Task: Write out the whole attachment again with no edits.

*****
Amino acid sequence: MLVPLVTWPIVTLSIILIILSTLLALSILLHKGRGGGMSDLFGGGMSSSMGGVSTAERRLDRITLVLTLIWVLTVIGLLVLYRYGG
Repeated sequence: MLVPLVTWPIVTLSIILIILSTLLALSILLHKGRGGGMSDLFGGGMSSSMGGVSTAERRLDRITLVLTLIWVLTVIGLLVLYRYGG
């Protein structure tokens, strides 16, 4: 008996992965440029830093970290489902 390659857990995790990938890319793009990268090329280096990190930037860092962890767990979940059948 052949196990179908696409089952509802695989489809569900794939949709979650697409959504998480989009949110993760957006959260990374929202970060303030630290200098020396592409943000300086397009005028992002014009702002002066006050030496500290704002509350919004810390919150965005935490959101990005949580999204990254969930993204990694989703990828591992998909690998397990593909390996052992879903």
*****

Amino acid sequence: MLVPLVTWPIVTLSIILIILSTLLALSILLHKGRGGGMSDLFGGGMSSSMGGVSTAERRLDRITLVLTLIWVLTVIGLLVLYRYGG
Repeated sequence: MLVPLVTWPIVTLSIILIILSTLLALSILLHKGRGGGMSDLFGGGMSSSMGGVSTAERRLDRITLVLTLIWVLTVIGLLVLYRYGG
């Protein structure tokens, strides 16, 4: 008996992965440029830093970290489902 390659857990995790990938890319793009990268090329280096990190930037860092962890767990979940059948 052949196990179908696409089952509802695989489809569900794939949709979650697409959504998480989009949110993760957006959260990374929202970060303030630290200098020396592409943000300086397009005028992002014009702002002066006050030496500290704002509350919004810390919150965005935490959101990005949580999204990254969930993204990694989703990828591992998909690998397990593909390996052992879903």